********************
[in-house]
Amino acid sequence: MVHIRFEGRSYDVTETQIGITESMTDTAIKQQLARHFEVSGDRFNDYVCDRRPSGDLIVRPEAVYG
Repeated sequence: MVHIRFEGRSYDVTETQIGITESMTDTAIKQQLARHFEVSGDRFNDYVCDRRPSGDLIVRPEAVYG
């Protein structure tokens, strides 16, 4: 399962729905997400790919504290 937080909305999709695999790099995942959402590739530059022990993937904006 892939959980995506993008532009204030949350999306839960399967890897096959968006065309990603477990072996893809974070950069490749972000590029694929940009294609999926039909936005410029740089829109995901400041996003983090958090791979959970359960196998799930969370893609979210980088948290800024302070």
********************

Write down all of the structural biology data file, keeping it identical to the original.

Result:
[in-house]
Amino acid sequence: MVHIRFEGRSYDVTETQIGITESMTDTAIKQQLARHFEVSGDRFNDYVCDRRPSGDLIVRPEAVYG
Repeated sequence: MVHIRFEGRSYDVTETQIGITESMTDTAIKQQLARHFEVSGDRFNDYVCDRRPSGDLIVRPEAVYG
């Protein structure tokens, strides 16, 4: 399962729905997400790919504290 937080909305999709695999790099995942959402590739530059022990993937904006 892939959980995506993008532009204030949350999306839960399967890897096959968006065309990603477990072996893809974070950069490749972000590029694929940009294609999926039909936005410029740089829109995901400041996003983090958090791979959970359960196998799930969370893609979210980088948290800024302070």